The sweeter Ethel in the CPCC Theatre production allows Scott, as a retired Penn professor, to venture close to maximum orneriness – because he’s the one formidable figure onstage. His words stung when Norman and Chelsea had their long-delayed showdown, but part of their impact came from Dunn’s stunned reaction, so I could believe that Norman was being almost casually honest rather than intentionally hurtful. Spoken by Scott instead of a cinematic icon, Norman’s inbred racism also counted for more.
The big dramatic moments of On Golden Pond, as well as most of comedic moments, come because Norman is such a thorny force to be reckoned with – and so insistently morbid. In his confrontations with Chelsea, her fiancé, and Billy, Scott not only wore Norman’s armor well but also showed that it could be pierced. With Ethel, he could be more vulnerable and yielding, which made the climax of the final scene very moving.
Williams was more than sufficiently cheery as Ethel for Norman to spout all his morbid thoughts in self-defense. Sugary, yes, but never cloying. What surprised me most about Williams’ performance opposite Scott was her consistent strength paired with one of the most robust acting voices in town. She was not only as audible as Scott in combat with Pease’s wayward acoustics, she was more consistently intelligible, for Scott occasionally softened his projection or toyed with a regional accent. There was easily enough force from Williams for us to grasp that Ethel was the decider of where things belonged in the house, yet the nuances of her deference toward Norman and its impact upon her relationship with Chelsea were also preserved.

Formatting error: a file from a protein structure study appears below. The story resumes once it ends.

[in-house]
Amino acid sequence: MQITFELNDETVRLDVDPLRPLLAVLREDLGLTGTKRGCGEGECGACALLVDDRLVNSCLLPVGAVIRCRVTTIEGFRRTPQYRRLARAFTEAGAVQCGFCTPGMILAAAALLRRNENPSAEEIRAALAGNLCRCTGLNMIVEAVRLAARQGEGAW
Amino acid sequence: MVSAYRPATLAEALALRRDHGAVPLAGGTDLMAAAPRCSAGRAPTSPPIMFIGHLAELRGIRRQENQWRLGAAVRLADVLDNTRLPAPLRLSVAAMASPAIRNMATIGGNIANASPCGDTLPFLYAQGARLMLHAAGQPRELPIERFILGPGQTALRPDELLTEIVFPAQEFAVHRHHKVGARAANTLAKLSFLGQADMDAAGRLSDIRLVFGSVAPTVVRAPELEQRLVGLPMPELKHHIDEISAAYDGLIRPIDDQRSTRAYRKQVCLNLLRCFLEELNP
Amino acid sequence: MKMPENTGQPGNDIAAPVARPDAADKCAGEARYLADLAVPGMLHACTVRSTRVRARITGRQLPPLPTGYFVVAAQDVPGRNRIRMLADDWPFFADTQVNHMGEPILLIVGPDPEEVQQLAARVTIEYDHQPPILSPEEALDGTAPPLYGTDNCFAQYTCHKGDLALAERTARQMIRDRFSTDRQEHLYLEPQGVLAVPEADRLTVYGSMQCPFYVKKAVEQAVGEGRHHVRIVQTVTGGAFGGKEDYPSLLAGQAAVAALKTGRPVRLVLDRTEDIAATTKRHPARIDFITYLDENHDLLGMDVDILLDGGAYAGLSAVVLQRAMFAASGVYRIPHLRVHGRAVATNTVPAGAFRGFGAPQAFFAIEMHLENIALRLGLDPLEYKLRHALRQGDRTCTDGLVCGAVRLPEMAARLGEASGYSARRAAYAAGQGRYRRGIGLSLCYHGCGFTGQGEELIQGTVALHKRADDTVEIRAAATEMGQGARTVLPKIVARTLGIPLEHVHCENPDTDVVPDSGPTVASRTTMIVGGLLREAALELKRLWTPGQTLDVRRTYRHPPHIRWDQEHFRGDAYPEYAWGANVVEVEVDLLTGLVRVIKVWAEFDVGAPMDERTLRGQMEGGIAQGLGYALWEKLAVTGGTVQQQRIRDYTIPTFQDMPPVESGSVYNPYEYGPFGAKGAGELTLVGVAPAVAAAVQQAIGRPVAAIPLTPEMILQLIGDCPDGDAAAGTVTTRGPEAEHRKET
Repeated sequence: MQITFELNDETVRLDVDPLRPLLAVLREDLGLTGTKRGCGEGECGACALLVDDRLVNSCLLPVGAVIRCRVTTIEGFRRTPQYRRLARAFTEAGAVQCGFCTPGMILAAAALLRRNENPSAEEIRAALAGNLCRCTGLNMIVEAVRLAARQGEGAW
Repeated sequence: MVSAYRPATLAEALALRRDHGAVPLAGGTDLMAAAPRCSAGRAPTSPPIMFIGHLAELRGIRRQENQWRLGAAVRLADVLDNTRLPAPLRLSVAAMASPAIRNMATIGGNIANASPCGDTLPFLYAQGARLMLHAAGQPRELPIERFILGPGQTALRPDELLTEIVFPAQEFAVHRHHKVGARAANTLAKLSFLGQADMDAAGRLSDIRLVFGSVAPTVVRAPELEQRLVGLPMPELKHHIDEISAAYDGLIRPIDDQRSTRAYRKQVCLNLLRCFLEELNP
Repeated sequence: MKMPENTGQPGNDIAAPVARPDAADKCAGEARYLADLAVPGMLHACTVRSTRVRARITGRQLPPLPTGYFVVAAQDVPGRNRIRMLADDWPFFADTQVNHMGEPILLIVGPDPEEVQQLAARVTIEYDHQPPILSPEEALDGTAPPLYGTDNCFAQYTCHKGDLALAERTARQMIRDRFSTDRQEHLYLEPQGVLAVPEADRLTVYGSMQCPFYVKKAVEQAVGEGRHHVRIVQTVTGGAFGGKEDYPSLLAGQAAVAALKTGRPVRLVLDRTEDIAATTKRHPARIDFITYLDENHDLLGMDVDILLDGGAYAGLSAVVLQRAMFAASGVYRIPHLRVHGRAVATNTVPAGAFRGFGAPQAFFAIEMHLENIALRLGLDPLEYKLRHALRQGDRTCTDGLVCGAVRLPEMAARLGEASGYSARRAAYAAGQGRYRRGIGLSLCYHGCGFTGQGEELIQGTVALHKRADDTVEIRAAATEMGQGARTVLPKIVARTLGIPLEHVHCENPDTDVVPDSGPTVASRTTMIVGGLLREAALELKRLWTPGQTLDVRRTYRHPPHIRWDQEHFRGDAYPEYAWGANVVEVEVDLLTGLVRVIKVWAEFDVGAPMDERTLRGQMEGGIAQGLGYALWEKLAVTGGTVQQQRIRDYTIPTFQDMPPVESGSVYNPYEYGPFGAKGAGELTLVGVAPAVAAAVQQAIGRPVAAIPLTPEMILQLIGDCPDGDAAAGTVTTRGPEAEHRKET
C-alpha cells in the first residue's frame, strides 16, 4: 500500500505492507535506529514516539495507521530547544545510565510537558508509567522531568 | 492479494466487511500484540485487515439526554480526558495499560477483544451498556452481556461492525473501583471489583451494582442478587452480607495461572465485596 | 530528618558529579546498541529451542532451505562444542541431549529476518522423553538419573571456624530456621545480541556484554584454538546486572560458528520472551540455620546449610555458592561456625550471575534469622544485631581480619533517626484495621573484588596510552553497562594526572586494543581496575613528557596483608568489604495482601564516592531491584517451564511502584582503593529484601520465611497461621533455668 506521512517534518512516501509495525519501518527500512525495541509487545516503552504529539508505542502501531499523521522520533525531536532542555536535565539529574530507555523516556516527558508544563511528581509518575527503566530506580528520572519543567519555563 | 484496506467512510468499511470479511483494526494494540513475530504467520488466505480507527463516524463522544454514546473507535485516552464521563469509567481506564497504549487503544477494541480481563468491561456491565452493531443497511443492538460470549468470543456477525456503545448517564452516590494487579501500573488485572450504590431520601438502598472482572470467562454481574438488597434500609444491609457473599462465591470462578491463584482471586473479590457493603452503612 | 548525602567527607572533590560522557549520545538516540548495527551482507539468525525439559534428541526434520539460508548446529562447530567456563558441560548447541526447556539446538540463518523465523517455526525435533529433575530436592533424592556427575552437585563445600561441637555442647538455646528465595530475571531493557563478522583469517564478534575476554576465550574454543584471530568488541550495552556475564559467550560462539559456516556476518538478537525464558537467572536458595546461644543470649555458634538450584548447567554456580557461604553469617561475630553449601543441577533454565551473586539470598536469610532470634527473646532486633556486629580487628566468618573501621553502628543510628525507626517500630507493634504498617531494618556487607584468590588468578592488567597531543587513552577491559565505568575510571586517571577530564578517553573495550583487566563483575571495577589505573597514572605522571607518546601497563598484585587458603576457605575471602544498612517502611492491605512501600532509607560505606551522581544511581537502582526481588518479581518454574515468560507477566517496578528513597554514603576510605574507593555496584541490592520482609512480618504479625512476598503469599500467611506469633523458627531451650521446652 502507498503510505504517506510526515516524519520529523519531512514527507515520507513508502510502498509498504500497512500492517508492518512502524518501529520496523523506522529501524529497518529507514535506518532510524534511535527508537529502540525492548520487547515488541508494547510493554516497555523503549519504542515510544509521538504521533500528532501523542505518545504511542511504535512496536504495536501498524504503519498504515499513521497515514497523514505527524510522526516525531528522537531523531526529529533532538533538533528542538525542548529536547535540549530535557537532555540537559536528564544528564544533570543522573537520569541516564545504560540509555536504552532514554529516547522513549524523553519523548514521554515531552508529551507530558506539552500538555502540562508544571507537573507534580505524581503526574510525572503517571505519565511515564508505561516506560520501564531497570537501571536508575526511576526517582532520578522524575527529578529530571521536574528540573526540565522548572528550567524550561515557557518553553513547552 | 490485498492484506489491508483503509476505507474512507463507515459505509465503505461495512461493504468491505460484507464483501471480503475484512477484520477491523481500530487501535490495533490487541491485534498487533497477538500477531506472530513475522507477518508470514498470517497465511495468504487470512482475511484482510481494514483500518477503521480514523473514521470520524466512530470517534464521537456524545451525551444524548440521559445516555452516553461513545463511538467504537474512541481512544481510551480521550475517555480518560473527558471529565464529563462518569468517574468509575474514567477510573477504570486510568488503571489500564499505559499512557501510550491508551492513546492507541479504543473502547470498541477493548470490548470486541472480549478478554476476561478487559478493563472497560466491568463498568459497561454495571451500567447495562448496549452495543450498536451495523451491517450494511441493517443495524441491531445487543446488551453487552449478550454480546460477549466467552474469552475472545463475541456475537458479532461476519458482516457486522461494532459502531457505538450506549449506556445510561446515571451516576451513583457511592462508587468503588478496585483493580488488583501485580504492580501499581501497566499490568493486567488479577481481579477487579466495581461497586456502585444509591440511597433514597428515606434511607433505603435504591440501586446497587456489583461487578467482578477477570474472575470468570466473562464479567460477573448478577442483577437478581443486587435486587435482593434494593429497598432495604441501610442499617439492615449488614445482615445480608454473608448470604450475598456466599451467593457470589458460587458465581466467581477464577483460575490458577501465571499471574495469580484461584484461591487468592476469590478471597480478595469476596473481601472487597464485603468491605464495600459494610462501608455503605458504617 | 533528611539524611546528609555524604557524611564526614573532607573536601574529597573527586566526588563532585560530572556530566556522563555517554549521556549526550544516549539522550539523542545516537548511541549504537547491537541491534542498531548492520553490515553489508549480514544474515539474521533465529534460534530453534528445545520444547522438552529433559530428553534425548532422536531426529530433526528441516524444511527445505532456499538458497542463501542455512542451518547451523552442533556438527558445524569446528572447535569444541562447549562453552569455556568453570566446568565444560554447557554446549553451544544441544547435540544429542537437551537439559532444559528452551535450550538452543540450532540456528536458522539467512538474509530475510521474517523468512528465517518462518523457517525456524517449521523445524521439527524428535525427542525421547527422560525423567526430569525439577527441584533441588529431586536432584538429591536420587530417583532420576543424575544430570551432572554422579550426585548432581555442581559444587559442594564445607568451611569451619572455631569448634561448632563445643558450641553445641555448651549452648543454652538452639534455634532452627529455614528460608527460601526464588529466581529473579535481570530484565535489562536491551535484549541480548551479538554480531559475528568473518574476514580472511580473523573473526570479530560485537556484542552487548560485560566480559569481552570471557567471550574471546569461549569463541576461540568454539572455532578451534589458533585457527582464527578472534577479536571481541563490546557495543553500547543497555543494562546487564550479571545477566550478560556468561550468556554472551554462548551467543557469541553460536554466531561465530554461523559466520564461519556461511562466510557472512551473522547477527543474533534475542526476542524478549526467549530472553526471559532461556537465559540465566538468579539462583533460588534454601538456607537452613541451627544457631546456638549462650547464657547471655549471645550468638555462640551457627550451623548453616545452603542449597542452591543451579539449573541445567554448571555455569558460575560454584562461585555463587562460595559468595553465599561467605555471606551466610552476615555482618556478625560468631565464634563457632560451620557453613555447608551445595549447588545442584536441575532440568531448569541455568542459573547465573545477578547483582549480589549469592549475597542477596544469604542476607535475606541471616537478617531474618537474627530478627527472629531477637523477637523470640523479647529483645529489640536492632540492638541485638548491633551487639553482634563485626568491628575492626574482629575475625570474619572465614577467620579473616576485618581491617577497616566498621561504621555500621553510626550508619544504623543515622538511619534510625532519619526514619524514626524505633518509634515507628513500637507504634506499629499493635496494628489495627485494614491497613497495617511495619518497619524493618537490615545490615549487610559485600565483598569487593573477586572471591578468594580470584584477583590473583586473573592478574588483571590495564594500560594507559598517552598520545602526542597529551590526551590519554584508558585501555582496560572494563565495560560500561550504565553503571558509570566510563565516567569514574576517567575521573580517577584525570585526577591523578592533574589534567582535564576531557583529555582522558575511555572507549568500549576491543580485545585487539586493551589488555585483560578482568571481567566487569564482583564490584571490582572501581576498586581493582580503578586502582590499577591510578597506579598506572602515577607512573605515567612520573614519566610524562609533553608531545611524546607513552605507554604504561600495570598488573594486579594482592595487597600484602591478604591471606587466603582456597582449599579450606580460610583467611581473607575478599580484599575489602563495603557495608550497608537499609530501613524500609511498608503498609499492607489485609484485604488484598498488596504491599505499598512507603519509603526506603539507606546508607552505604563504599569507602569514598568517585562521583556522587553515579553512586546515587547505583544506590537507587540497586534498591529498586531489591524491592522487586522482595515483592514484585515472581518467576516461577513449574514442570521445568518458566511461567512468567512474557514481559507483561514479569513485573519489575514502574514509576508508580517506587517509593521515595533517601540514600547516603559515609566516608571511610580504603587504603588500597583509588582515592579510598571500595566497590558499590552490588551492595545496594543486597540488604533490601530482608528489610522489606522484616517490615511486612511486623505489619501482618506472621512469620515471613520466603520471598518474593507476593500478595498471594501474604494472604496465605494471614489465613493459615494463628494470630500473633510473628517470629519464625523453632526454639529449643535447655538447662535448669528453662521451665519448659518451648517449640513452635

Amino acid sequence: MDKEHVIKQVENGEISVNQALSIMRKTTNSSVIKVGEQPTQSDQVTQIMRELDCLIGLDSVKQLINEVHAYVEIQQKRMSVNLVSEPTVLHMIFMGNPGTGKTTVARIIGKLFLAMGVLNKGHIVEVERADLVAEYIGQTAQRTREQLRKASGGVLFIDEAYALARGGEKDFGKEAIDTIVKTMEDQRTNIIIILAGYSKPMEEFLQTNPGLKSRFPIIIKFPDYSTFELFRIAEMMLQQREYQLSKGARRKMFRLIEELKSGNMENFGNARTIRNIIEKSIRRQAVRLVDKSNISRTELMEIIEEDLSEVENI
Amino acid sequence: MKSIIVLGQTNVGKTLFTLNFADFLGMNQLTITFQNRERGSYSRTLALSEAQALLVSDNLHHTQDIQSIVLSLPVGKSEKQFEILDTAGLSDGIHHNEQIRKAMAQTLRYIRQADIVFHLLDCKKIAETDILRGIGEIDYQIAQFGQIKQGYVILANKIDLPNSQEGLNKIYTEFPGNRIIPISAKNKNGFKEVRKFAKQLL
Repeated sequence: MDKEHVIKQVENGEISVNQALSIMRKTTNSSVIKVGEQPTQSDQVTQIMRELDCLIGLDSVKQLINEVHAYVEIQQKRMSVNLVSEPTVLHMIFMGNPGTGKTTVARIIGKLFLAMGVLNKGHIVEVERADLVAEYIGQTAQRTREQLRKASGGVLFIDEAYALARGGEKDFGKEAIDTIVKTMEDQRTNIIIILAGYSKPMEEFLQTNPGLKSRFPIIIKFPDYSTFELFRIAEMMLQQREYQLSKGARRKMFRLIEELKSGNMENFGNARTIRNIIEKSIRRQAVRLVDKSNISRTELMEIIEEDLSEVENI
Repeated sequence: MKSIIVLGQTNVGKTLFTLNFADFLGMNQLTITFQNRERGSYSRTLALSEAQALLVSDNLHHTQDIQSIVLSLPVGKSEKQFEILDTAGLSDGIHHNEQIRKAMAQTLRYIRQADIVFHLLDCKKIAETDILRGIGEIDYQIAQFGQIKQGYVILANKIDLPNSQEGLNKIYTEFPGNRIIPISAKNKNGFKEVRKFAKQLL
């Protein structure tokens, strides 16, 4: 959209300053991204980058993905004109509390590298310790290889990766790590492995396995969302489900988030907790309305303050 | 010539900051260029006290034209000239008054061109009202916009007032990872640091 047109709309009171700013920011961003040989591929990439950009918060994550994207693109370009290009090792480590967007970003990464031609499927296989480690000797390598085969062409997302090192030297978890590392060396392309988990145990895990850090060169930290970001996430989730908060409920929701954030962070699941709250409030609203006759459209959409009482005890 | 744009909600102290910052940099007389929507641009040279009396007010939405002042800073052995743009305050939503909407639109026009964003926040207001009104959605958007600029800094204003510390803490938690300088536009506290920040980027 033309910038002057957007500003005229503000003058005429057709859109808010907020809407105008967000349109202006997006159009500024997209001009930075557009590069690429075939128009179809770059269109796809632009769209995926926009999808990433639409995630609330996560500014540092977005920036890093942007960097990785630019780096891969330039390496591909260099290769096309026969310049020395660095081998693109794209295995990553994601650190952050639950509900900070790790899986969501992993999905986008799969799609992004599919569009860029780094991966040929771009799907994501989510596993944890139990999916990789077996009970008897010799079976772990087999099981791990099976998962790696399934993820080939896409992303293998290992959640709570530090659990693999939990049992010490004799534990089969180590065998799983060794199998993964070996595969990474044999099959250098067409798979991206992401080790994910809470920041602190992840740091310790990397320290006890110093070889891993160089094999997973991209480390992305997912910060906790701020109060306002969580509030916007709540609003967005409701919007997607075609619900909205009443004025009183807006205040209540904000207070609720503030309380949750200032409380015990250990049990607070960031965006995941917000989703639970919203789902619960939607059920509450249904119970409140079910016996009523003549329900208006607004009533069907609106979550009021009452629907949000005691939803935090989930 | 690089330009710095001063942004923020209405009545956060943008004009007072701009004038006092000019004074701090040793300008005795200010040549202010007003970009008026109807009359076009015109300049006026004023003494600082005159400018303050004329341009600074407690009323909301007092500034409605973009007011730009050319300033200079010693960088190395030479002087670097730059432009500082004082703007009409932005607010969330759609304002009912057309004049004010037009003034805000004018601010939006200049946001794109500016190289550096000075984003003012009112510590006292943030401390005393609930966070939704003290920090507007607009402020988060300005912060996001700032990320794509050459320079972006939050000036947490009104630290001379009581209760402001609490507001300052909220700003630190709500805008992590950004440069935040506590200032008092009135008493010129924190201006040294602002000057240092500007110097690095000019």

I didn’t get the impression that Dunn was in her early forties, so I missed the overlay Chelsea’s missing her child-bearing years in her bitterness. Unresolved issues with her parents seemed nettlesome rather than crippling, with Scott taking on more of the animosity between father and daughter. Chelsea’s grudges against Mom and Dad were more evenly split here. At her point of aging, Dunn didn’t seem as desperately in need of healing as Norman did, facing the deterioration of his memory. Paul Gibson as Bill really did seem to be the adult upgrade Chelsea needed for her second marriage, showing his mettle when Norman tested it, tellingly enriching our portrait of his perspective father-in-law.
We would hardly miss mailman Charley Martin if Thompson had surgically removed him from his scenario, but Todd Magnusson makes him winsome enough, a garrulous exemplar of local color and a longtime admirer of Chelsea, though he could have been a tad surer in picking up and remembering his lines. Stepp Nadelman has more onerous difficulties to overcome in his first big Charlotte outing as Billy, and the youngster made himself better heard than many older actors have at Pease Auditorium, especially when it counted. Nadelson is no longer at an age where merely standing there and smiling would make him appealing, yet Thompson lavishes a considerable amount of texture upon Billy, commensurate with his ultimate importance to Norman. Although there were occasional drop-offs in his projection, Nadelson’s acting never flagged.